Lower abdominal pain in early pregnancy can be a frightening experience, especially for women who are pregnant for the first time. In many cases, natural changes in the body are behind the discomfort, which may pass as the pregnancy progresses. However, in some cases, the pain can indicate a more serious complication; it is important to report lower abdominal pain and allow your obstetrician to determine the cause.
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Implantation and Uterine Changes
Changes in the uterus and cervical area during early pregnancy can cause lower abdominal pain, sometimes even before a positive test confirms pregnancy. Approximately two weeks after fertilization, the fertilized egg burrows into the uterus and implants itself into the wall, according to KidsHealth. Mild cramping similar to menstrual cramps can accompany this journey. Gas, bloating and an ever-expanding uterus can also cause mild pain or discomfort and is rarely cause for concern, although your physician will need to confirm this.
Urinary Tract Infection
The American Pregnancy Association explains that women are more susceptible to urinary tract infections during pregnancy because the increased weight of the uterus on the bladder can block urine drainage. Symptoms include pain or tenderness in the bladder area, lower abdominal cramps, discomfort when urinating and an increased urge to urinate. Untreated urinary tract infections can lead to kidney infection, which may cause premature labor and low birth weight. Antibiotics usually clear up the infection. Prevention tactics include drinking plenty of fluids, avoiding tight clothing, cleansing the genitals thoroughly after elimination and urinating as soon as you feel the urge.
Round Ligament Pain
The round ligament connects the front part of the uterus to the groin, stretching to support the uterus throughout the pregnancy, according to the American Pregnancy Association. Round ligament pain is most common during the second trimester, around the time your belly starts to show; however, it can begin earlier for some women. The pain occurs in the lower abdomen and may extend into the hip region. It is usually fleeting, lasting only a few seconds at a time and is aggravated by sudden movements such as coughing, laughing or standing up quickly. Moving slowly or performing daily stretching exercises may help the pain.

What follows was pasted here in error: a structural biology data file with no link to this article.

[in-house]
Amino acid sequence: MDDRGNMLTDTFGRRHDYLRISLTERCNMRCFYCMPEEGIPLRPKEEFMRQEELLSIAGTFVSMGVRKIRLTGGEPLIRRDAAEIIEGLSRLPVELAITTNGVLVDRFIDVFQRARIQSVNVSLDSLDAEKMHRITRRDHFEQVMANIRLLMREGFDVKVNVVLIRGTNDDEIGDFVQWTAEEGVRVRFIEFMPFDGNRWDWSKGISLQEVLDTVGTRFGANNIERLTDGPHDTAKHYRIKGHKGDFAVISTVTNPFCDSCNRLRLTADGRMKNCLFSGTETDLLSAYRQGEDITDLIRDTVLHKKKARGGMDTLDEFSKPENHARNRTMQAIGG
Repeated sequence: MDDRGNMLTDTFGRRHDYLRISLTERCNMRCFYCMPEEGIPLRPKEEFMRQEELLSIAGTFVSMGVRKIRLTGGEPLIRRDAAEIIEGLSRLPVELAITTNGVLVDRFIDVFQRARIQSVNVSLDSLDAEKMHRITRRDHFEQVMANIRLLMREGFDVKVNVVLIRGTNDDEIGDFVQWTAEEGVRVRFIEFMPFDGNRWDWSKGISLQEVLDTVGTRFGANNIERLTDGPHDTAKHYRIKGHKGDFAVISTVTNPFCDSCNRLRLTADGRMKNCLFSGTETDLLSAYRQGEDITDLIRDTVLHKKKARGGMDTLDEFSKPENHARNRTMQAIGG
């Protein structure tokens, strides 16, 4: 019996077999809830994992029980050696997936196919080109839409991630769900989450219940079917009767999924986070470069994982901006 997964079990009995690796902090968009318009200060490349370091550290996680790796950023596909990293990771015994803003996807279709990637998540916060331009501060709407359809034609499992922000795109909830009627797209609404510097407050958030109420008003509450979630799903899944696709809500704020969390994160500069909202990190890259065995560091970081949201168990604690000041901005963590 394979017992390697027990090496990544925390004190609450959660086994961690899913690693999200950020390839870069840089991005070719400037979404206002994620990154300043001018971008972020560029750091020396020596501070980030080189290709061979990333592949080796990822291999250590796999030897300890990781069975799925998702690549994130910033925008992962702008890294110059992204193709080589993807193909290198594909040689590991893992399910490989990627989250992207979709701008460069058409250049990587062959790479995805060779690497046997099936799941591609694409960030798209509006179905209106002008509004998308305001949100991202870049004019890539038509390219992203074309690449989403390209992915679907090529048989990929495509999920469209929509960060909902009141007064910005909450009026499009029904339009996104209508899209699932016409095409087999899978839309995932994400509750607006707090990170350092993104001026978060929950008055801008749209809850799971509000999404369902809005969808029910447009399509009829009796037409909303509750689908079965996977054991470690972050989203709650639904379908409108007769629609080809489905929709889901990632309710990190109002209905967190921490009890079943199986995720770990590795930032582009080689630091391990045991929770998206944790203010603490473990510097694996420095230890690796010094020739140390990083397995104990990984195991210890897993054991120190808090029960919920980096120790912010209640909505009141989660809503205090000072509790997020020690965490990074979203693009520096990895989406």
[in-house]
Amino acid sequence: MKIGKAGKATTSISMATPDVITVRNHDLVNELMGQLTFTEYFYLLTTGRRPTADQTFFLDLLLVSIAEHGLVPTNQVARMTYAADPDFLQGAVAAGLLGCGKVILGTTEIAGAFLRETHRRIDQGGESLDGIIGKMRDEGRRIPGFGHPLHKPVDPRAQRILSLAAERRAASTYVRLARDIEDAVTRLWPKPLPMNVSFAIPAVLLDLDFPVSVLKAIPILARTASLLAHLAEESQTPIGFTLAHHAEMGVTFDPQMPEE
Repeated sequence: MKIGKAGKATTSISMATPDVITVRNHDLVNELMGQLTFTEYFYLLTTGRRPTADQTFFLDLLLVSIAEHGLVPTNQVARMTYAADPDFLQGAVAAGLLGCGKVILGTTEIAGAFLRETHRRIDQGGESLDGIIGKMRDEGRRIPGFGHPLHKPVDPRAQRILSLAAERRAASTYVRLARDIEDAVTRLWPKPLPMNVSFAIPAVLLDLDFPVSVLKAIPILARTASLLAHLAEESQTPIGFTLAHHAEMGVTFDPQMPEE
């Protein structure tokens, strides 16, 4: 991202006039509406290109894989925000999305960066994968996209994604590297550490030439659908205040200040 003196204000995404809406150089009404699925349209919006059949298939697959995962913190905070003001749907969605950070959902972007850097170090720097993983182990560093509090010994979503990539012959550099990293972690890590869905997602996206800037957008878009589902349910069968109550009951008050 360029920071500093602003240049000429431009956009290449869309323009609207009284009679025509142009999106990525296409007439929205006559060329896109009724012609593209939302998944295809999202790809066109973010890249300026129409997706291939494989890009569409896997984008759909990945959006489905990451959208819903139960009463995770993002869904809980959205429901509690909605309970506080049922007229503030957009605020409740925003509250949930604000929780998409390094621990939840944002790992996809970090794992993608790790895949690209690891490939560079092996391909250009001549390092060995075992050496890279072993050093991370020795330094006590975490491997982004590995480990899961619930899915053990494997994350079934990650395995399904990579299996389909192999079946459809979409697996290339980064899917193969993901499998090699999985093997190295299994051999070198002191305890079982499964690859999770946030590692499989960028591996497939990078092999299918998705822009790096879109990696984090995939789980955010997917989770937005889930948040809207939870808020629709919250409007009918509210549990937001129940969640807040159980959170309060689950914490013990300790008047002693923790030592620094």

The American Congress of Obstetricians and Gynecologists defines early pregnancy loss as a miscarriage occurring during the first 20 weeks, with more than half occurring during the first 13 weeks. Although bleeding is the most common symptom of miscarriage, lower abdominal pain can also occur. The pain may increase and feel similar to menstrual cramps. Other symptoms include a painless gush of fluid from the vagina and passing of fetal tissue. Tests to confirm miscarriage include an ultrasound and pelvic exam.
An ectopic pregnancy occurs when the fetus forms outside the womb and continues growing. Although ectopic pregnancies most often occur in the fallopian tubes, in rare cases a fetus can grow in the ovaries or cervix, according to Medline Plus. Ectopic pregnancies cannot proceed to full term and can be fatal if left untreated. Symptoms include lower abdominal pain, back pain and bleeding. Seek emergency medical help if you experience sudden sharp pain in the lower abdominal area, as this can be a sign of rupture.